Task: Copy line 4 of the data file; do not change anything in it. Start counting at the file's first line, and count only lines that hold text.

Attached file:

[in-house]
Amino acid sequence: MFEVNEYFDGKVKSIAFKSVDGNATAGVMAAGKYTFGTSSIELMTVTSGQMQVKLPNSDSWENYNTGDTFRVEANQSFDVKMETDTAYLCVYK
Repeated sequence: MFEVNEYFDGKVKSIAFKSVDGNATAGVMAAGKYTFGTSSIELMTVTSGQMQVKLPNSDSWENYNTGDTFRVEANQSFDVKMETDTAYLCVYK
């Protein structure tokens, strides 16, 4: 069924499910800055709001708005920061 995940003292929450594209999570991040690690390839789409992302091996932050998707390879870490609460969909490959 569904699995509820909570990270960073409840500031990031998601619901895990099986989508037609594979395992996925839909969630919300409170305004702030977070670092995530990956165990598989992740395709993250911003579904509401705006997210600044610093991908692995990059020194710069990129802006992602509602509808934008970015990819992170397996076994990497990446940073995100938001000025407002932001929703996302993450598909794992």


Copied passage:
């Protein structure tokens, strides 16, 4: 069924499910800055709001708005920061 995940003292929450594209999570991040690690390839789409992302091996932050998707390879870490609460969909490959 569904699995509820909570990270960073409840500031990031998601619901895990099986989508037609594979395992996925839909969630919300409170305004702030977070670092995530990956165990598989992740395709993250911003579904509401705006997210600044610093991908692995990059020194710069990129802006992602509602509808934008970015990819992170397996076994990497990446940073995100938001000025407002932001929703996302993450598909794992």